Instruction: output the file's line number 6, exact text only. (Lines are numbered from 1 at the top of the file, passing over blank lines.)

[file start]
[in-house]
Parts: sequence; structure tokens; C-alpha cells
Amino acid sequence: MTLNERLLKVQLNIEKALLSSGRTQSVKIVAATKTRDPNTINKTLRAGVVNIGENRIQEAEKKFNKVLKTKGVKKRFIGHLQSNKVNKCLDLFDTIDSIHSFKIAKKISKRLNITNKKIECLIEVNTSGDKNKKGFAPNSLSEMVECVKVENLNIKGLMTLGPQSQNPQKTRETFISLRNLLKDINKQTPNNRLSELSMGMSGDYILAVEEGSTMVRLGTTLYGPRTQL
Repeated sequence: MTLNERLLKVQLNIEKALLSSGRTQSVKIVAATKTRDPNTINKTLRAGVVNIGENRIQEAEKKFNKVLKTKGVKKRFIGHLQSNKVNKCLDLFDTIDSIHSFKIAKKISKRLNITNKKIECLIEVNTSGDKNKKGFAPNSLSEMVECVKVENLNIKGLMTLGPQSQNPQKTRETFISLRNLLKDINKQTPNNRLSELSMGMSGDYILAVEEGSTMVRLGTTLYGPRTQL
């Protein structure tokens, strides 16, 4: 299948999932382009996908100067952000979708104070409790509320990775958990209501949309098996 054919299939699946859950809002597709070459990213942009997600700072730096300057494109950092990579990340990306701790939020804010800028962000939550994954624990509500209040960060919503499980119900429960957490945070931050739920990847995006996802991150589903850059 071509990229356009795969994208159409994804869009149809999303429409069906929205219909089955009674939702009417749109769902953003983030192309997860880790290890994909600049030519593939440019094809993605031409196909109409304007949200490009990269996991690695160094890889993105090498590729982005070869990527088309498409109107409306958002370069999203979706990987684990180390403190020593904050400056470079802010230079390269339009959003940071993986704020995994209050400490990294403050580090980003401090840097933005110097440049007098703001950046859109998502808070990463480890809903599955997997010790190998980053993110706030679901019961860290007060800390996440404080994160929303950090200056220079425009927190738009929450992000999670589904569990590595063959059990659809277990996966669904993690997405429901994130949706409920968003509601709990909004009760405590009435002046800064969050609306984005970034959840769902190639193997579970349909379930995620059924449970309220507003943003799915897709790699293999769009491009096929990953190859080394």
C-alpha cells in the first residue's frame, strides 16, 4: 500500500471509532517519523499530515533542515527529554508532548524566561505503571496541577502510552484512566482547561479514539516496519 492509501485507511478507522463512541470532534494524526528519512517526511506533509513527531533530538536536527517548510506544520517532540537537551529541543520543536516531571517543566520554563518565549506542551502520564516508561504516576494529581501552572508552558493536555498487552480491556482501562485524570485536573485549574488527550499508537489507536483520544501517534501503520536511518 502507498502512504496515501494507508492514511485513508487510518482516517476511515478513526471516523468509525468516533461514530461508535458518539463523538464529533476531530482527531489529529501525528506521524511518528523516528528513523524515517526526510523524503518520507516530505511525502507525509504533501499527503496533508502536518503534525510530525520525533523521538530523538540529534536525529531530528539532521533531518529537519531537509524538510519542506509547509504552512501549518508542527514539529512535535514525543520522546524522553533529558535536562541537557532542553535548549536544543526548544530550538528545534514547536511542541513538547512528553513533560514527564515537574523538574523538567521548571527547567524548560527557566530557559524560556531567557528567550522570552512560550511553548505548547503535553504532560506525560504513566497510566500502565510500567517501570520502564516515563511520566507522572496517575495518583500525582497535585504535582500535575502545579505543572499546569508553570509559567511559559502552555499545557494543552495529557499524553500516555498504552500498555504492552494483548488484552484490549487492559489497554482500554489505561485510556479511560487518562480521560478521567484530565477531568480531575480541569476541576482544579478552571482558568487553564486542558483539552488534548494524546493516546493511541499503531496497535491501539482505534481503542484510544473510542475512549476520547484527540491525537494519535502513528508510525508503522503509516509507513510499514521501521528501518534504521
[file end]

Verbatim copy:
C-alpha cells in the first residue's frame, strides 16, 4: 500500500471509532517519523499530515533542515527529554508532548524566561505503571496541577502510552484512566482547561479514539516496519 492509501485507511478507522463512541470532534494524526528519512517526511506533509513527531533530538536536527517548510506544520517532540537537551529541543520543536516531571517543566520554563518565549506542551502520564516508561504516576494529581501552572508552558493536555498487552480491556482501562485524570485536573485549574488527550499508537489507536483520544501517534501503520536511518 502507498502512504496515501494507508492514511485513508487510518482516517476511515478513526471516523468509525468516533461514530461508535458518539463523538464529533476531530482527531489529529501525528506521524511518528523516528528513523524515517526526510523524503518520507516530505511525502507525509504533501499527503496533508502536518503534525510530525520525533523521538530523538540529534536525529531530528539532521533531518529537519531537509524538510519542506509547509504552512501549518508542527514539529512535535514525543520522546524522553533529558535536562541537557532542553535548549536544543526548544530550538528545534514547536511542541513538547512528553513533560514527564515537574523538574523538567521548571527547567524548560527557566530557559524560556531567557528567550522570552512560550511553548505548547503535553504532560506525560504513566497510566500502565510500567517501570520502564516515563511520566507522572496517575495518583500525582497535585504535582500535575502545579505543572499546569508553570509559567511559559502552555499545557494543552495529557499524553500516555498504552500498555504492552494483548488484552484490549487492559489497554482500554489505561485510556479511560487518562480521560478521567484530565477531568480531575480541569476541576482544579478552571482558568487553564486542558483539552488534548494524546493516546493511541499503531496497535491501539482505534481503542484510544473510542475512549476520547484527540491525537494519535502513528508510525508503522503509516509507513510499514521501521528501518534504521